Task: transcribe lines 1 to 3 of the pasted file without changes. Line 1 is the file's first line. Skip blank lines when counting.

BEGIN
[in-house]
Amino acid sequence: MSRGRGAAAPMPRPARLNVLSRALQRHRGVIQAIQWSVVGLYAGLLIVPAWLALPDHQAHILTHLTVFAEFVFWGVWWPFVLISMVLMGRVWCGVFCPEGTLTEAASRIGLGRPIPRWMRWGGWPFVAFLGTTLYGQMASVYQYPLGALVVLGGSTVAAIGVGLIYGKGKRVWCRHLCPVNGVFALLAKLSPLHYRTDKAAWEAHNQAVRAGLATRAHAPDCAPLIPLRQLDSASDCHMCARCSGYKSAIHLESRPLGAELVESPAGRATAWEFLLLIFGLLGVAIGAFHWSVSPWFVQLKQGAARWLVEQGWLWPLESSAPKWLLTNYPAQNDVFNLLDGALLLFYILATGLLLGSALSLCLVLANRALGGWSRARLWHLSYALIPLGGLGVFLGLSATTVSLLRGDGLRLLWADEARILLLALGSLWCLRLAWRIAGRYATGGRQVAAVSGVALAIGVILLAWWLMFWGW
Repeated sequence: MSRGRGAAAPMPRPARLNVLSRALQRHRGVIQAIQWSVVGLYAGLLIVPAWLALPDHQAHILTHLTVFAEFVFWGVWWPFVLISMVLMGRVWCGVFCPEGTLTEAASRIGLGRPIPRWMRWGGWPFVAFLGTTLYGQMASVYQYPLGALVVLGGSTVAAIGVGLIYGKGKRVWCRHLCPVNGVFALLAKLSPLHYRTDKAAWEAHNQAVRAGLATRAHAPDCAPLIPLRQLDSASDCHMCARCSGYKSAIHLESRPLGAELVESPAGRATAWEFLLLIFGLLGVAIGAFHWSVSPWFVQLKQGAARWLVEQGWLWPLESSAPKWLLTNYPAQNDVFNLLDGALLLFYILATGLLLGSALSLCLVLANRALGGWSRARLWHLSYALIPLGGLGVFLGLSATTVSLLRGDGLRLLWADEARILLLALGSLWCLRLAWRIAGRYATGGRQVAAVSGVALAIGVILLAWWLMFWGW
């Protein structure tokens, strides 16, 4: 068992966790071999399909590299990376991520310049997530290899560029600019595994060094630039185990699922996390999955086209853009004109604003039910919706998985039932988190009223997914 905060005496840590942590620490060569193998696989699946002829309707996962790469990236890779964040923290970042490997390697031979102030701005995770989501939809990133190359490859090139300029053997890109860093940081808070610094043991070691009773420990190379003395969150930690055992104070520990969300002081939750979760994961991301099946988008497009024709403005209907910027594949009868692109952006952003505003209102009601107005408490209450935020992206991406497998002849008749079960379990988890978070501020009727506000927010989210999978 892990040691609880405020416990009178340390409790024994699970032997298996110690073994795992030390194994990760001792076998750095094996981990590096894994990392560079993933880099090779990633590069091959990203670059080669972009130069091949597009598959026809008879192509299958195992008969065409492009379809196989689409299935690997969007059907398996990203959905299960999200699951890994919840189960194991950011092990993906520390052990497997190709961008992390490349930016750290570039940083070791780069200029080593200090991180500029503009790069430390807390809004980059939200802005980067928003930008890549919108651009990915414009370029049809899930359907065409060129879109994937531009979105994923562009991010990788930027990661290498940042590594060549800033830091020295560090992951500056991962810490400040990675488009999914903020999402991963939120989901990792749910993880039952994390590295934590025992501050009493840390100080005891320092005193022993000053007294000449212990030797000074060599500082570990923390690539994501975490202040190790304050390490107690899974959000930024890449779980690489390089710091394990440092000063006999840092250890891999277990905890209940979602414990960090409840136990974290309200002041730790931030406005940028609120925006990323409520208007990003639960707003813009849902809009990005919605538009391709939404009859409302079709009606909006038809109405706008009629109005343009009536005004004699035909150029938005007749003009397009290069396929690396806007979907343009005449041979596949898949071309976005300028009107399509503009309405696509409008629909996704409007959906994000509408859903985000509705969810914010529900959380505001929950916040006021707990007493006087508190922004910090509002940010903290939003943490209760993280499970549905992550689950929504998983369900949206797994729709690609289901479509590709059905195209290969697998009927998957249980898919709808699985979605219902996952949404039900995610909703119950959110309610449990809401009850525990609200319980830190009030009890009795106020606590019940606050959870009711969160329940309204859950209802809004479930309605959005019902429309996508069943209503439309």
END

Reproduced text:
[in-house]
Amino acid sequence: MSRGRGAAAPMPRPARLNVLSRALQRHRGVIQAIQWSVVGLYAGLLIVPAWLALPDHQAHILTHLTVFAEFVFWGVWWPFVLISMVLMGRVWCGVFCPEGTLTEAASRIGLGRPIPRWMRWGGWPFVAFLGTTLYGQMASVYQYPLGALVVLGGSTVAAIGVGLIYGKGKRVWCRHLCPVNGVFALLAKLSPLHYRTDKAAWEAHNQAVRAGLATRAHAPDCAPLIPLRQLDSASDCHMCARCSGYKSAIHLESRPLGAELVESPAGRATAWEFLLLIFGLLGVAIGAFHWSVSPWFVQLKQGAARWLVEQGWLWPLESSAPKWLLTNYPAQNDVFNLLDGALLLFYILATGLLLGSALSLCLVLANRALGGWSRARLWHLSYALIPLGGLGVFLGLSATTVSLLRGDGLRLLWADEARILLLALGSLWCLRLAWRIAGRYATGGRQVAAVSGVALAIGVILLAWWLMFWGW
Repeated sequence: MSRGRGAAAPMPRPARLNVLSRALQRHRGVIQAIQWSVVGLYAGLLIVPAWLALPDHQAHILTHLTVFAEFVFWGVWWPFVLISMVLMGRVWCGVFCPEGTLTEAASRIGLGRPIPRWMRWGGWPFVAFLGTTLYGQMASVYQYPLGALVVLGGSTVAAIGVGLIYGKGKRVWCRHLCPVNGVFALLAKLSPLHYRTDKAAWEAHNQAVRAGLATRAHAPDCAPLIPLRQLDSASDCHMCARCSGYKSAIHLESRPLGAELVESPAGRATAWEFLLLIFGLLGVAIGAFHWSVSPWFVQLKQGAARWLVEQGWLWPLESSAPKWLLTNYPAQNDVFNLLDGALLLFYILATGLLLGSALSLCLVLANRALGGWSRARLWHLSYALIPLGGLGVFLGLSATTVSLLRGDGLRLLWADEARILLLALGSLWCLRLAWRIAGRYATGGRQVAAVSGVALAIGVILLAWWLMFWGW